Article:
In general, women present to hospital with symptoms and signs of coronary artery disease at a later age than males; furthermore, they often present with atypical symptoms. While a large amount of work has been directed towards examining sex differences in mortality, few studies have taken into account age difference when doing so.
In this observational study from the US National Registry of Myocardial Infarction between 1994 and 2006, Canto et al. examined predictors of myocardial infarction (MI) presentation without chest pain, and the relationship between age, gender, and hospital mortality. The authors found that far more women than men presented with an MI without any chest pain (42.0% [95% CI, 41.8%-42.1%] vs 30.7% [95% CI, 30.6%-30.8%]; P < .001). They also noted a significant interaction between age and sex with chest pain at presentation, with a larger sex difference seen in younger patients, which became attenuated with advancing age. Younger women presenting without chest pain had greater hospital mortality than younger men without chest pain, and these sex differences decreased or even reversed with advancing age. The 3-way interaction between sex, age, and chest pain on mortality was significant (P < .001).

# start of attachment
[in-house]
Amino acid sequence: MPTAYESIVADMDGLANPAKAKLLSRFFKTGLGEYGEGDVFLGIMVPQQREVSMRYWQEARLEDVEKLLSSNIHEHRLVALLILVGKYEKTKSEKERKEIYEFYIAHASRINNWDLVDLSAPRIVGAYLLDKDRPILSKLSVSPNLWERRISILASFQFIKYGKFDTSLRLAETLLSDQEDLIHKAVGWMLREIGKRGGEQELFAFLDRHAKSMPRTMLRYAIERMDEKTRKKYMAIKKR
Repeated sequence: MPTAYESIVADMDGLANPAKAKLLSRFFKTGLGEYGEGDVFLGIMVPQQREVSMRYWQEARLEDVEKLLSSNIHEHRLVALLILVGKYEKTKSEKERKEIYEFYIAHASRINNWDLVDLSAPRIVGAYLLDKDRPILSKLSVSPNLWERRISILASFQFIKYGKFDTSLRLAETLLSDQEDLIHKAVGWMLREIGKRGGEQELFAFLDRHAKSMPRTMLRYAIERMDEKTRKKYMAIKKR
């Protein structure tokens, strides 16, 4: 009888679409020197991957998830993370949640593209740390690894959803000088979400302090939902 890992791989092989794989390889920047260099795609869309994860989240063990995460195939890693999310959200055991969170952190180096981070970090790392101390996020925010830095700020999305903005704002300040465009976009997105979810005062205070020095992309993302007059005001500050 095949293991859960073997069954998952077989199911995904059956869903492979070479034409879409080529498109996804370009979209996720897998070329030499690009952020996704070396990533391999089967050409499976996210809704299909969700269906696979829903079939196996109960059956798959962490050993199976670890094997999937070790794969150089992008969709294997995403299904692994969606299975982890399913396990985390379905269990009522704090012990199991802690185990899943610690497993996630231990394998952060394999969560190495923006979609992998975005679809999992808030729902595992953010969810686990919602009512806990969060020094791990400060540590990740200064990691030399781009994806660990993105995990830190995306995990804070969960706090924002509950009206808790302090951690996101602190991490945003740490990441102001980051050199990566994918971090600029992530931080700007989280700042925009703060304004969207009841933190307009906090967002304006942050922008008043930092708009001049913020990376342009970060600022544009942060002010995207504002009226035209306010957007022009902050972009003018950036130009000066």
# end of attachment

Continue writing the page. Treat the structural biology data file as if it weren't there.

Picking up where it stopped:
This study found that women were more likely than men to present with an MI without chest pain, and that a higher mortality was seen compared to men within the same age group. However, it also found that these changes were attenuated with increasing age.
- Canto JG, Rogers WJ, Goldberg RJ, et al. Association of Age and Sex With Myocardial Infarction Symptom Presentation and In-Hospital Mortality. JAMA 2012; 307(8):813-822.